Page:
• Neurological
    • Twisting of the head and neck, circling,
      falling to one side, inability to stand,
      complete or partial paralysis.
  • Skin
    • Sloughing, pale comb and wattles.
  • General behavior changes
    • Decrease in food and water consumption,
      listlessness, reluctance to move, increase
      in mortality, ruffled feathers.

To keep your flock healthy, it is important to provide a healthy coop with good ventilation and light, a nutritious diet and plenty of space. An important consideration for all poultry producers, but especially organic  producers, is to develop a comprehensive biosecurity plan. This plan should include methods for preventing contact with both wild birds and rodents as they can be a source of disease acquisition.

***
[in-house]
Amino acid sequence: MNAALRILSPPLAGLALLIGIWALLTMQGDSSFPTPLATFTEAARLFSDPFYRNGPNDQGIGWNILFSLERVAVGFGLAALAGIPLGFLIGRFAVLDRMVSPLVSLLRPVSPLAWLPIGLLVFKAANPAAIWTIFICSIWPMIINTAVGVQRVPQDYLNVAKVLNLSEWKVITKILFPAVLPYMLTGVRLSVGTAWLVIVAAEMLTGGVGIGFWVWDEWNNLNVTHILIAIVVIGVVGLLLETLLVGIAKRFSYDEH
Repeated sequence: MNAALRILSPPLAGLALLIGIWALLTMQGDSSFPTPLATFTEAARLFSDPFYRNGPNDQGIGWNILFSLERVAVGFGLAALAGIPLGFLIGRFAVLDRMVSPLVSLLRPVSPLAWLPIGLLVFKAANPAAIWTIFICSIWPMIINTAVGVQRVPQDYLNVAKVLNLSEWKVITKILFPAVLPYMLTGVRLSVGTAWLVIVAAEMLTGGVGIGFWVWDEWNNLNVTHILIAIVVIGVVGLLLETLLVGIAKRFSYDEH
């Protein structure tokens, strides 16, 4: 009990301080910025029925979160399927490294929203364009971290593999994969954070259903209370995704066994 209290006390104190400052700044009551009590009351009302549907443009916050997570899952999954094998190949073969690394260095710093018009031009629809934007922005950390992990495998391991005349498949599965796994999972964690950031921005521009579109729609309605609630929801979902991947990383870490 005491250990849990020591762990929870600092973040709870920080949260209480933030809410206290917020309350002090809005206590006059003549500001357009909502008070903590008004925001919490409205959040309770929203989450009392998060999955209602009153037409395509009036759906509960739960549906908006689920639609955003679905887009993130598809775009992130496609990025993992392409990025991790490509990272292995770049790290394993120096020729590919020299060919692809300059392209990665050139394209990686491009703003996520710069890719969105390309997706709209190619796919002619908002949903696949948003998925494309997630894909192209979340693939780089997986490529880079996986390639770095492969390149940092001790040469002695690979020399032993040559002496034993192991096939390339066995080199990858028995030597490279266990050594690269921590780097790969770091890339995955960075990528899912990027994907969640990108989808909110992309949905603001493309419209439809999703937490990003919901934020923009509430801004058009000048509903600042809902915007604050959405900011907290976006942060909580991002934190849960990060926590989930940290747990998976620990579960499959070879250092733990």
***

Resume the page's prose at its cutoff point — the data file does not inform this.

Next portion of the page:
Another way small flock owners can protect their flocks is to practice “all in – all out” flock management. This means in your flock, birds are a specific age and that you cull them at the same time. You may have multiple ages of birds on your property but they need to be separated into age specific flocks. New birds should not be placed in a flock with other birds. Trying to introduce new birds into an existing flock or merging two flocks into one is very stressful and raises the chances for disease spread, cannibalism and other problems. Any new birds or birds that may have temporarily left the property should be isolated for at least two weeks prior to being placed back in a flock.

Chicken Feed

It has become easier to find “organic” feeds. Check your local feed store for “organically” formulated mixes. Make sure you look for the formulation that suits your bird’s age, and purpose whether that is egg or meat production. Small acreage flock owners may decide to raise at least part of  their own feed. This can work if you know the protein level of the ingredients. All feed should be stored in metal containers with secure lids  that are rodent proof. This will prevent contamination and feed loss due to rodents.